At the same time, however, the costs of that involvement in the toughest areas of the world have put the Canadian Forces under serious pressure. Today, more than 85% of troops overseas are posted to Afghanistan. Signs of attrition, such as the increased use of reservists, a large number of physical and psychological injuries, and the start of a third rotation for certain contingents, should encourage Canadian leaders to adopt a certain reserve.

As for reversals, Canada's intervention in Afghanistan has largely evolved at the pace of a project dominated by the defence pillar. Everyone agrees today that there is no military solution to Afghanistan's problems. However, the Canadian presence in the field is still dominated to date by its military component.

Advances have been made with the very recent establishment of a coordinating body reporting directly to the Prime Minister. It is disturbing to note the extent to which the preeminence of civilian power over the military has been compromised in key decisions on Canada's mission in Afghanistan. The government definitely has a duty to be more vigilant and to ensure that its foreign policy priorities are reflected in overseas troop deployments.

3:50 p.m.


The Chair Conservative Kevin Sorenson

Monsieur Boivin, you're following the text, are you? We're at about nine minutes, and you're about halfway through. Can we just have a summary, and then we'll move to our next guest? Maybe some of what you say in your testimony that's in print here we can leave and put into the record, and you may even want to touch on some of that in the questions.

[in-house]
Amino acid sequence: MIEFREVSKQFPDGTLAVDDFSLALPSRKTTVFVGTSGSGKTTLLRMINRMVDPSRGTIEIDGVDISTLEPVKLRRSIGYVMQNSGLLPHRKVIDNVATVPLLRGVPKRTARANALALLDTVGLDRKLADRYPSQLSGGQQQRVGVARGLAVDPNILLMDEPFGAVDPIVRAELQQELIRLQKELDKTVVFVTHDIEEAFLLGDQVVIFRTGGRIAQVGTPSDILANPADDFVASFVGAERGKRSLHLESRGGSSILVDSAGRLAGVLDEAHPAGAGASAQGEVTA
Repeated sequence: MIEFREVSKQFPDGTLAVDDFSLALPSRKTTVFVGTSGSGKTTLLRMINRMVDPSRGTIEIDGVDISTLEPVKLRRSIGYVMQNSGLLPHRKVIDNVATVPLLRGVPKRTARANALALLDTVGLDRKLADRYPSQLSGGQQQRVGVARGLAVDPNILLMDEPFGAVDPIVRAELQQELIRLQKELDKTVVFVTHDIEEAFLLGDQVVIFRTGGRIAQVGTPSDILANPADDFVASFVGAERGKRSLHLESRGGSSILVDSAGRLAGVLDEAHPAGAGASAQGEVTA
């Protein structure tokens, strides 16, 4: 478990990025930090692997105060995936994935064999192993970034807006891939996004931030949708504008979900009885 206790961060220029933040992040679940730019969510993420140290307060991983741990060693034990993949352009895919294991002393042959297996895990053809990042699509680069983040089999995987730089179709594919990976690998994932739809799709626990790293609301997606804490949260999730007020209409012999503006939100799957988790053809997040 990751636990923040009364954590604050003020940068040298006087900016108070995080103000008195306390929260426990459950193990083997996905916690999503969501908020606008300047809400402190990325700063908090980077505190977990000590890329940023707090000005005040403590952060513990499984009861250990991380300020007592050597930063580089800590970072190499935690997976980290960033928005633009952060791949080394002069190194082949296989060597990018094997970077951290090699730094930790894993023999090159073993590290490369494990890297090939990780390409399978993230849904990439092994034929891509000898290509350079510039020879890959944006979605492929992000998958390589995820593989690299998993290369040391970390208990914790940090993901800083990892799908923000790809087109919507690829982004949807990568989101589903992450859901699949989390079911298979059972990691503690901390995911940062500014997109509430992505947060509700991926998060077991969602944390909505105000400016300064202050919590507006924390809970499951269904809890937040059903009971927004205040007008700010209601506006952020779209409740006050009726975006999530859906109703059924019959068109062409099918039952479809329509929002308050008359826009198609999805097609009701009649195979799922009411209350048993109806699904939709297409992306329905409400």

3:50 p.m.

Deputy Director, Francophone Research Network on Peace Operations

Marc André Boivin

Yes, I'll jump to the recommendations.

What is necessary now is to strike a fair balance in order to achieve these objectives and to attempt to improve the fate of the Afghans.

If I must stick to essential recommendations, I would say that the task for Canada is, first, to ensure it obtains significant military support in Kandahar from one or more other countries. I believe that things are already being done to that end at the present time.

Second, there must be a plan for a gradual reduction of Canadian troops in Afghanistan to achieve a sustainable level and to allow the Canadian government a reserve for other crises or needs.

Third, efforts must be rebalanced for the benefit of the diplomacy and development pillars.

Fourth, it must be ensured that civilian authority is preeminent over the military apparatus. As I've already noted, measures have already been taken in that direction.

Fifth, we must be transparent and provide full and relevant information to the Canadian public.

Sixth, provision must be made to require the Canadian government to hold debates in the House in the event of any significant troop deployment overseas.

Seventh, internationally, the Afghan government must be required to meet its obligations in the areas of human rights, freedom of the press and freedom of association and to fully shoulder its responsibilities to its population.

Eighth, support must be provided for the appointment of a senior international officer responsible for both the UN and NATO missions.

Ninth, pressure must be brought to bear for the UN mission in Afghanistan to clearly assume leadership of international efforts, thus restoring the precedence of political rather than military management.